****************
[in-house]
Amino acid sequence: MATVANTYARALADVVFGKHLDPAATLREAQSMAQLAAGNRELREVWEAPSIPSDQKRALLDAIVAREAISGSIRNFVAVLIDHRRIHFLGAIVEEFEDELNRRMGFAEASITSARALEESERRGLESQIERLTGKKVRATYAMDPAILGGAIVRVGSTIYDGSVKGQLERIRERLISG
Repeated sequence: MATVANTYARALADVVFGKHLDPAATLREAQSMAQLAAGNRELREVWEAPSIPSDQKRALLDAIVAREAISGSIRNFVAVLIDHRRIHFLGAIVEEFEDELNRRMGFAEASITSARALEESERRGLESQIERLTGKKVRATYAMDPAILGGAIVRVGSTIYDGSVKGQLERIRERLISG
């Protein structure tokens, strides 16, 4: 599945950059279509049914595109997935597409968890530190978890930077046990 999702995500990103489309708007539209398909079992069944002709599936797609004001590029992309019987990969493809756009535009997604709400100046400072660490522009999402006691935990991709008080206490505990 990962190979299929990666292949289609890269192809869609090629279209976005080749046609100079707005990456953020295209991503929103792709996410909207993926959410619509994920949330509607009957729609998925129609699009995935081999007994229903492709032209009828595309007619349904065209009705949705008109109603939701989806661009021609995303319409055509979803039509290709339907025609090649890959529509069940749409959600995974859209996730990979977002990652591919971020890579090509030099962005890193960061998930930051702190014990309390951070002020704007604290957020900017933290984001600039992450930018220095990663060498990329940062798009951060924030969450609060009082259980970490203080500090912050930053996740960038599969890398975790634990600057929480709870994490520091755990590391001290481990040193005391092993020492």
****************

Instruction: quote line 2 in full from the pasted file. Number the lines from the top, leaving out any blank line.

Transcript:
Amino acid sequence: MATVANTYARALADVVFGKHLDPAATLREAQSMAQLAAGNRELREVWEAPSIPSDQKRALLDAIVAREAISGSIRNFVAVLIDHRRIHFLGAIVEEFEDELNRRMGFAEASITSARALEESERRGLESQIERLTGKKVRATYAMDPAILGGAIVRVGSTIYDGSVKGQLERIRERLISG